Screening with Mammograms for Ages 40-50

A new statement has just been released  from OH-CCO:

The Ontario Breast Screening Program encourages people ages 40 to 49 who are at average risk for breast cancer to make a personal decision about breast cancer screening in consultation with their primary care provider. Based on this discussion, people under age 50 can be screened for breast cancer outside the OBSP with a referral from their primary care provider.

In consultation with our local OBSP lead radiologist Dr. Meredith Lynch, I learned a few factors regarding this stance on screening:

  1. Women age 40-49 are at risk of breast cancer.
  2. The US Preventative services task force draft statement released in May 2023 indicates an increased incidence of breast cancer in women age 40-49 since the old 2016 recommendations. USPSTF is now recommending screening mammography for average risk women beginning at age 40.
  3. Screening mammography is currently recommended for average risk women age 40-49 in many jurisdictions in some organized screening programs in Canada (age 40 in BC, Nova Scotia, PEI, Yukon; Alberta age 45).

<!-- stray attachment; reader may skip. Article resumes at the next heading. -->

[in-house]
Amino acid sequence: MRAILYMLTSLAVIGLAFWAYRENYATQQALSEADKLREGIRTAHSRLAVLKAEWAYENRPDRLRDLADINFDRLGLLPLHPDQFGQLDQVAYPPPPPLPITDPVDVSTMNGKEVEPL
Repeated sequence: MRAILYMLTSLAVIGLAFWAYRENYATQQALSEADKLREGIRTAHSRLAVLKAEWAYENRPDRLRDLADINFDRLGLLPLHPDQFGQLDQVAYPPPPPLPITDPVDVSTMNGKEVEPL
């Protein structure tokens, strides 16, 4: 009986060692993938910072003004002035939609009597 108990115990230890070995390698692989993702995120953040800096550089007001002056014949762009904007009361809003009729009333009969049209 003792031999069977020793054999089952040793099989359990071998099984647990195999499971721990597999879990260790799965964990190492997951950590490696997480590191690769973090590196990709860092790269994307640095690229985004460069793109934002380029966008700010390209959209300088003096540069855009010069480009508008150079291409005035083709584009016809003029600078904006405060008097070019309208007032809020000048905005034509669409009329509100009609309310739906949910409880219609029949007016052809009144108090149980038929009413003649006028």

4. The Canadian Task Force on Preventative Health Care 2018 recommendations against screening mammogram in women age 40-49 are currently under review.

How can we primary care providers best help our patients make this personal decision?

From Dr. Lynch, I learned that unfortunately the Canadian Task Force decision making tools (eg 1000 person pictograph) are not necessarily helpful since they are based on the old recommendations which should be updated in fall 2023. There are some websites that discuss patient values related to screening mammography, however they don’t appear to be particularly evidence based so may or may not be helpful for individual patients eg. and

While we await the updating of the Task Force decision making tool, for now I will be ensuring that any discussions around breast cancer screening are sure to include a suggestion that they read through CCOs Frequently Asked Questions  about mammograms. It contains information regarding safety and effectiveness as well as how to get ready and what happens during the mammogram.

Stay healthy!

Dr. Meghan Davis, B. Eng. MD FCFP

Primary Care Lead, HNHB Regional Cancer program